I know this is just a fictional story, and Lewis by no means attempted to explain away death or heaven. But nevertheless it is true that our life here on earth, though a gift from God, is the "first and feeble"; heaven, with all of its glory and with the risen and magnified Christ, is "second and better". Even the weakest Christian does not need to fear death because it only leads to what is second and better.

Since Dr. Rainbow's diagnosis with cancer, his daughter Hannah had been keeping all of us updated through email prayer journals. Occassionally, Dr. Rainbow would sent an email out to us. His last one was in April, right around Easter. He wrote:

In some ways, of course, my "story" is about sickness and healing. Of course it is -- how could it not be about sickness and healing?[...]But, the fact remains that we all live in a world of sin and death, and what we all really need is more than comfort. What we all really need is ... resurrection! The problem that lies at the very bottom of all of our problems is DEATH, death closeup, death far away, death. So, what we really need is not therapy, but resurrection. And what Jesus Christ has obtained for believers is not anything less than resurrection from the dead. To be clear ... resurrection for the dead, resurrection of the body, first Christ's and then, in God's ordained order, believers' too.

So, I've been talking a lot and thinking a lot, about resurrection. It's bigger than just an "Easter" theme. The traditional Easter is about only Christ's resurrection, but it's bigger than that! Christ must rise, the first fruits of them that sleep. Christ's body must rise, yes. But all bodies of all the saints must rise too! Christ is the harvest!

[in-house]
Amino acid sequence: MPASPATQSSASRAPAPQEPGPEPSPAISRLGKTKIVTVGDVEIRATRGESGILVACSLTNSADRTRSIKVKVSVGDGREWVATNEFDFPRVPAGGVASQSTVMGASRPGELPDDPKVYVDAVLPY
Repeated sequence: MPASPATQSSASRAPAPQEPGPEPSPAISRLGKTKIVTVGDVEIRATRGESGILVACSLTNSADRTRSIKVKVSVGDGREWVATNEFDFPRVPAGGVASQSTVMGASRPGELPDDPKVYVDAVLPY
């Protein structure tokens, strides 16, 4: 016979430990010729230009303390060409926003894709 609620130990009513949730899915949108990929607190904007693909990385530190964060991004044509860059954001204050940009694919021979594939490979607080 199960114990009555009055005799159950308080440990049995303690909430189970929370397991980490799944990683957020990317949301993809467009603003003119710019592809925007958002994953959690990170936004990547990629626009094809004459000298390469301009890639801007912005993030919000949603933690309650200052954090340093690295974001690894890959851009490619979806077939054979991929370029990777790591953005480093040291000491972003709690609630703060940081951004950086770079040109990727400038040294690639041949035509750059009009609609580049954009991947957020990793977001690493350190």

(Dr. Jon Rainbow, March 25, 2010)

That is why we have no fear. Because Christ has already obtained for us what is the antidote to death or any fear we could possibly have of death: Resurrection. New life. Eternal life.

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Death has been swallowed up in victory. O Death, where is your victory? Oh Death, where is your sting? Now the sting of death is sin, and the power of sin is the law. But thanks be to God, who gives us the victory through our Lord Jesus Christ! (1 Cor. 15:54-57)

3 comments:

  1. Can - Thanks for these beautiful thoughts. We have seen the first fruits and now eagerly await to see death and curse finally swallowed up in ultimate victory!

    A note on Lewis' space trilogy: It is my considered opinion that the second book, Perelandra, is the best of the three, not to mention the best of his novels, period. While there is less that happens there, plot-wise, than in the first and third, it is just much better-written. I found Out of the Silent Planet to be ponderously dull and That Hideous Strength to be annoying and possessed of a certain preening and self-righteous Anglo-Christian "twee-ness" (to coin a term). Perelandra has solid atmosphere and a genuine understanding and exploration of the fundamentals of the human condition.